A national Rapid Integrated Assessment (2017) was conducted to assess Maldives’ readiness to implement the Sustainable Development Goals (SDGs). The Assessment shows that SDG-based planning at the local level includes climate change (Goal 13) and is prioritized at the national level within the SDG goal prioritization framework. The Assessment recommends that cross-sectoral links and multistakeholder approaches be developed for climate change and related areas. The Assessment also suggests developing online tools to regularly monitor progress in achieving SDGs in Maldives. This led to development of MaldivInfo by the Ministry of Statistics, a national portal to monitor the SDG indicator framework. The Assessment does not explicitly mention communication and education on climate change and MaldivInfo was not available at the time of this review.
Maldives Voluntary National Report (2017) acknowledges that policies emphasizing climate change resilience are being implemented and that “efforts have been made domestically and internationally to manage climate change, including formulating a national framework policy on climate change” (p. 4). However, the Report does not refer to any climate change communication and education developments as part of SDG 13 reporting.
The Government of Maldives conducted an Education Sector Analysis (2019) to develop the Education Plan for 2019–2023. The Analysis identifies climate change as a major vulnerability and focuses on actions to strengthen the country’s resilience to climate impacts. The Analysis outlines strategies and recommendations to assess the quality of education for teachers and students and proposes mitigation interventions in the energy, transport, and waste sectors. Climate change communication and education-related indicators are not included in the Assessment.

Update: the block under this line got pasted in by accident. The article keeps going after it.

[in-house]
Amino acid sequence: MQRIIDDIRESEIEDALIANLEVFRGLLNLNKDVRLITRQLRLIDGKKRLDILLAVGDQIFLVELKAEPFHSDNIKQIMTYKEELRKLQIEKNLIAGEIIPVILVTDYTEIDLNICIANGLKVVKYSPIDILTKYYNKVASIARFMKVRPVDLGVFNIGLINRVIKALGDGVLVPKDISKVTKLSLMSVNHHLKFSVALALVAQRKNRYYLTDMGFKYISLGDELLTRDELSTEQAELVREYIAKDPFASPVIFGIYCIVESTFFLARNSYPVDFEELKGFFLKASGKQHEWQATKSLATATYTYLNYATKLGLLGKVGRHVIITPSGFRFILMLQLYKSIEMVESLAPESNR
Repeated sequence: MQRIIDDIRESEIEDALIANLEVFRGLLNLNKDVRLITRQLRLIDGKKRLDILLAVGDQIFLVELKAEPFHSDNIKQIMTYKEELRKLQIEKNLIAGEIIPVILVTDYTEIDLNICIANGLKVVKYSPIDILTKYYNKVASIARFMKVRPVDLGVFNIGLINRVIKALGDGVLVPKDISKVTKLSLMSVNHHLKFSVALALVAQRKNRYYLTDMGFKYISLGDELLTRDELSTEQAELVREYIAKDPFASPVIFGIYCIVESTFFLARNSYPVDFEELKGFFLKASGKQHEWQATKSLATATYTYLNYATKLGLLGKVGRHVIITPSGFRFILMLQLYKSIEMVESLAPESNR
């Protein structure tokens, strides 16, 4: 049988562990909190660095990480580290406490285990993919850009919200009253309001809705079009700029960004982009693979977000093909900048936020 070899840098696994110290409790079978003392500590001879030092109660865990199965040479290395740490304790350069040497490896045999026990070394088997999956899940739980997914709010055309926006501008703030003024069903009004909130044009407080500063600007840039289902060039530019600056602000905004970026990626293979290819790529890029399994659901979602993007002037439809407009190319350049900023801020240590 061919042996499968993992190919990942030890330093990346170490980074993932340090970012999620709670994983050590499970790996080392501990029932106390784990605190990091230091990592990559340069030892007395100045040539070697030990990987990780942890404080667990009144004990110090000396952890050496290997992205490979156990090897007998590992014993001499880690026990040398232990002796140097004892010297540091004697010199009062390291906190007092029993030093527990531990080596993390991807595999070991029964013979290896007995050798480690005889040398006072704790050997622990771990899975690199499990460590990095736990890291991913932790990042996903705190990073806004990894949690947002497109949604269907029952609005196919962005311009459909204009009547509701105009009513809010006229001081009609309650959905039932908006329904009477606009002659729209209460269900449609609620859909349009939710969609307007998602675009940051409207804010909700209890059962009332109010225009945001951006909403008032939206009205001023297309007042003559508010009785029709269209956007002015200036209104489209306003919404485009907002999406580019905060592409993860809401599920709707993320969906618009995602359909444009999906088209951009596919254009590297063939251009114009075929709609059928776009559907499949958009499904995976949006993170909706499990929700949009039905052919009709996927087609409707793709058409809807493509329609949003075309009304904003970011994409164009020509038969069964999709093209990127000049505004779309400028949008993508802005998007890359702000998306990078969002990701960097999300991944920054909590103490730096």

Towards a Climate Resilient Schools System in the Maldives (2022) by UNICEF Maldives offers evidence on how the education systems in Maldives are monitoring, assessing, and responding to the impacts of climate change. The Report mentions that “There are no mechanisms and tools to systematically monitor climate change impacts on the education sector.” (p. 28) According to the Report, national stakeholders believe that climate change could be integrated into the established school-level monitoring framework and tools. However, the Report identifies poor curriculum monitoring and evaluation as a weakness.
A Maldives Education Management Information System (2016) was launched at the national level by the Ministry of Education in collaboration with UNICEF Maldives, the Community Systems Foundation, and OpenEMIS. The goals of the system are electronic data collection, analysis, and reporting on education-related information and creation of a real-time, student-based information system. As per the UNICEF 2021 report, the System was not designed to capture climate change data and had many implementation challenges.
The Strategic Action Plan (2019) is the primary implementation and monitoring tool to track the progress of delivering the government’s policies and development priorities on education, higher education, and 31 other sub sectors with specific goals. The Plan does not include details on monitoring climate change communication and education.